Threat actors heavily linked to Russian intelligence services have been identified deploying a completely new stealthy malware variant named TrailBlazer since mid-2019, however it has remained undetected until recently. This malware utilises the Windows Management Instrumentation (WMI) event subscriptions for persistence as its largely fileless, this technique was unusual in 2019. Furthermore, C2 communication attempted to remain undetected using Google notification HTTP traffic and likely involved compromised infrastructure.
One of our red team’s favourite stories is where an analyst disguised himself in a pizza delivery uniform and craftily dropped a few USB drives around the company he was “delivering to”. It resulted in multiple high ranking employees plugging them in and a full compromise of the organisation.
FIN7, a financially motivated threat group, have recently been sending malicious USB devices through the US postal services, hoping to infect organizations in the transportation, insurance and defense industries. Once plugged in, the device will execute a BadUSB attack and run PowerShell commands for further exploitation.
In early January, the US Cyber Command released details of multiple open-source tools used by the Iran-linked advanced persistent threat (APT) group “MuddyWater”. The group has reportedly used DLL side-loading to trick legitimate programs into running malware, and has obfuscated PowerShell scripts to hide malicious command-and-control functions. MuddyWater was found to be part of the Iranian Ministry of Intelligence and Security and conducts domestic and overseas surveillance in the oil, gas and telecommunications sectors.
In early January, the FSB conducted a series of raids resulting in the arrest of several members of the Russia-based REvil ransomware gang. The FSB reported that the arrests were carried out at the request of the US, and that the detainees had been charged with “illegal turnover of means of payments.” According to the FSB, the following was seized: − More than RUB 426 million in fiat and cryptocurrency − More than USD 600,000 − More than EUR 500,000 − Cryptocurrency wallets − 20 cars − Computer equipment In addition, the FSB claimed to have “neutralized” REvil’s online infrastructure. Fourteen individuals were arrested initially, with an additional six arrested later.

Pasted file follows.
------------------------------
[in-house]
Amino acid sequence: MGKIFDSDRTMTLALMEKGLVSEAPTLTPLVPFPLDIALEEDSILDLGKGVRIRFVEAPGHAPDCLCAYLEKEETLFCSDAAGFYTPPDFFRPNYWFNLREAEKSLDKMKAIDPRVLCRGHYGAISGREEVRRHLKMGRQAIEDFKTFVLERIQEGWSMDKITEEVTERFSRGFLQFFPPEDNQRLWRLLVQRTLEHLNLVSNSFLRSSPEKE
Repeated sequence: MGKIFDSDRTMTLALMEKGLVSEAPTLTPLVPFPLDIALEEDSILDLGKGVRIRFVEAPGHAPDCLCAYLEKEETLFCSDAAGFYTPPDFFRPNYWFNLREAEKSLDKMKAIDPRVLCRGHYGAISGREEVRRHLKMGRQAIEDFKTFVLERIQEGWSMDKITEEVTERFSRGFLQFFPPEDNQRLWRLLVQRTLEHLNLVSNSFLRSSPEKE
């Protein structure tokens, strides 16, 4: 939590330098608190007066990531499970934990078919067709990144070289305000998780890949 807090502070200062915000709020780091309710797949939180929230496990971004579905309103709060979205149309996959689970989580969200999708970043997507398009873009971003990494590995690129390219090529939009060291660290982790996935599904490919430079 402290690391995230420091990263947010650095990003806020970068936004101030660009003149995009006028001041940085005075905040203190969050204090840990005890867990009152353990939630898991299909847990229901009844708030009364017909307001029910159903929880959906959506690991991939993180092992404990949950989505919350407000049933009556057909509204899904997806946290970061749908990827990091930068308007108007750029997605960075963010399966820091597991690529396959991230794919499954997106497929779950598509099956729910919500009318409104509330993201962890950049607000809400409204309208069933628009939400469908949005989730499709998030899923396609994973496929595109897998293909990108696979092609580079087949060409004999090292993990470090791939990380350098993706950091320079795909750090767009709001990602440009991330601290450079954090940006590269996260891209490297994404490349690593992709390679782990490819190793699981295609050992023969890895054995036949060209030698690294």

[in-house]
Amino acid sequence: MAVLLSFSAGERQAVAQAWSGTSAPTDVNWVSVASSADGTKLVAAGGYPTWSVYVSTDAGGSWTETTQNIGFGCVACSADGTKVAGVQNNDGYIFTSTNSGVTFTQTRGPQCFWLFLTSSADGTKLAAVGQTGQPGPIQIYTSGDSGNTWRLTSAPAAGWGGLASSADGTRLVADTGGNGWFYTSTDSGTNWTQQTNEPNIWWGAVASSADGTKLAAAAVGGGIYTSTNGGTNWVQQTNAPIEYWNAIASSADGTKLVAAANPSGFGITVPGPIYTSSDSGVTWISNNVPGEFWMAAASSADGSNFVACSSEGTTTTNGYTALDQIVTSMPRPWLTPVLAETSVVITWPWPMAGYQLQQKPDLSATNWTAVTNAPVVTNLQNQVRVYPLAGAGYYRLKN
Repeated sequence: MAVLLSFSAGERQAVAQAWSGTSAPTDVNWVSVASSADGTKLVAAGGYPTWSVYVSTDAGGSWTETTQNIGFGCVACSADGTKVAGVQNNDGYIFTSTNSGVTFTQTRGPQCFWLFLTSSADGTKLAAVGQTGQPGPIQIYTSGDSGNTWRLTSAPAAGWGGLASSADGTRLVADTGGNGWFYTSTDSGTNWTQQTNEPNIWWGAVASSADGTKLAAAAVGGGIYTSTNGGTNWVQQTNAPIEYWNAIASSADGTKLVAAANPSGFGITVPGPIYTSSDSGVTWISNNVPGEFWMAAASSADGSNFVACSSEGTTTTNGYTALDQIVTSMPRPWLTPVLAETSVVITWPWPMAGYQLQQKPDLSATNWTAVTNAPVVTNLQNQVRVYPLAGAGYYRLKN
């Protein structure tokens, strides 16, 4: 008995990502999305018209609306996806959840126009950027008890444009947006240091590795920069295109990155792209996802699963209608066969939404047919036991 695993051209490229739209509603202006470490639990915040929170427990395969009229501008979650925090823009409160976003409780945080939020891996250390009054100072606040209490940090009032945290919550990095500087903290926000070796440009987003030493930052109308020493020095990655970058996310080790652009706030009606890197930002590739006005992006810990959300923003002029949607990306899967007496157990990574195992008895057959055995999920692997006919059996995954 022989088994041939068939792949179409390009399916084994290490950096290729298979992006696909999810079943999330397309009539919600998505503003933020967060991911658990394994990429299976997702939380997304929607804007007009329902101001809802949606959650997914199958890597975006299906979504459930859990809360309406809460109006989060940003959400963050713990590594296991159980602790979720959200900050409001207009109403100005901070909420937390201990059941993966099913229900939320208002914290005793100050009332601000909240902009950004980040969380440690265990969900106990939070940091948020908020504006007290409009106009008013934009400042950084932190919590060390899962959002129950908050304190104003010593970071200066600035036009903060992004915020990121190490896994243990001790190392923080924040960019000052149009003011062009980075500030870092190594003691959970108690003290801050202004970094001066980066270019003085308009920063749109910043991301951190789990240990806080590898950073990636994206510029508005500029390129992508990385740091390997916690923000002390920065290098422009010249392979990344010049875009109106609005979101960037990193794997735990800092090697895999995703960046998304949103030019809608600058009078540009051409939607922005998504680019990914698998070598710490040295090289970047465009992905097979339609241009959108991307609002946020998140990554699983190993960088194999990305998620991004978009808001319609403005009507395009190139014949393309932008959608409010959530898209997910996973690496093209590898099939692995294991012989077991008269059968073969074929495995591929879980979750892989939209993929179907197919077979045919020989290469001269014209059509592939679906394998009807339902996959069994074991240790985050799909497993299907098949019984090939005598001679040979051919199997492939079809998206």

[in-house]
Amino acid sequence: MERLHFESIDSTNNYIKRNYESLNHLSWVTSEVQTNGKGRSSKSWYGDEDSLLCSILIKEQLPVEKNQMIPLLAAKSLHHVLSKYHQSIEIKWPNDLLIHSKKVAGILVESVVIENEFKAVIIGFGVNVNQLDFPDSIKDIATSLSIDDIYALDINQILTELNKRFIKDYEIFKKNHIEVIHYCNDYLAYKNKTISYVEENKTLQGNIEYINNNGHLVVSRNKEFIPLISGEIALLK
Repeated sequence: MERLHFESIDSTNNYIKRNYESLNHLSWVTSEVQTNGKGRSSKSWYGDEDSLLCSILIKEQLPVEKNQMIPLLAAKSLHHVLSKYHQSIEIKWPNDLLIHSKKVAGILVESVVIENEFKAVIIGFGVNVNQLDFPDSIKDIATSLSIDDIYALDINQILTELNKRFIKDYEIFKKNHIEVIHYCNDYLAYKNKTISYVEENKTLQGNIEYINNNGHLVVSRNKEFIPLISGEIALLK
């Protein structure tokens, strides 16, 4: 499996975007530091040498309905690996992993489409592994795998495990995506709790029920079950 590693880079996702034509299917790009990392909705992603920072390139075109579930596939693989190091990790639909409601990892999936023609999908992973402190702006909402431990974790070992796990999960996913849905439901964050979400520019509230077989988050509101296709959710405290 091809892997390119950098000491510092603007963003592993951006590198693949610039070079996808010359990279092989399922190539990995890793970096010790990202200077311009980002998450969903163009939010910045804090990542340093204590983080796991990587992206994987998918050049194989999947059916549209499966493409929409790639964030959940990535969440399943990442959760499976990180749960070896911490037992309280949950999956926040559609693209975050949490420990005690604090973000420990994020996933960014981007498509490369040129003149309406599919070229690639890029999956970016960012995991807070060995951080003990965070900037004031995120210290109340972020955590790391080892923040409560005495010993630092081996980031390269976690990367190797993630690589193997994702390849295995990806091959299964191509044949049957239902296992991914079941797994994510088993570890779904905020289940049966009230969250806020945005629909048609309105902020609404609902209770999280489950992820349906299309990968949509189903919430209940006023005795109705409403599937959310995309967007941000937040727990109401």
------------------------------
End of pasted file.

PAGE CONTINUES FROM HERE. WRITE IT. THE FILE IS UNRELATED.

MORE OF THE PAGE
The Vietnamese trading platform ONUS was victim of a ransomware attack leveraging the Log4j flaw on its payment system. Cyber criminals demanded a $5 million ransom in a double extortion scheme. ONUS refused to pay, so threat actors published for sale records of 2 million ONUS customers.
A new UEFI firmware-level rootkit dubbed MoonBounce has been deployed by the Chinese-speaking group APT41, aka Winnti. Researchers found that the backdoor is used to enable the deployment of user-mode malware that will execute further payloads from the internet.
Whilst there are still a minority of organisations cleaning up from the Log4j mess in December and early January, we would say most organisations are now comfortable defending against Log4j exploits as we progress into February. Some of the best advice we can give is that just because no alarms were tripped, does not mean that a compromise did not take place.
In our experience, we have seen attackers remain dormant in victims’ networks for many months, even years before becoming active. It is also becoming increasingly common for attackers to specialise in one section of the breach (e.g. initial access), then “sell” their access to another attacker who delivers the payload.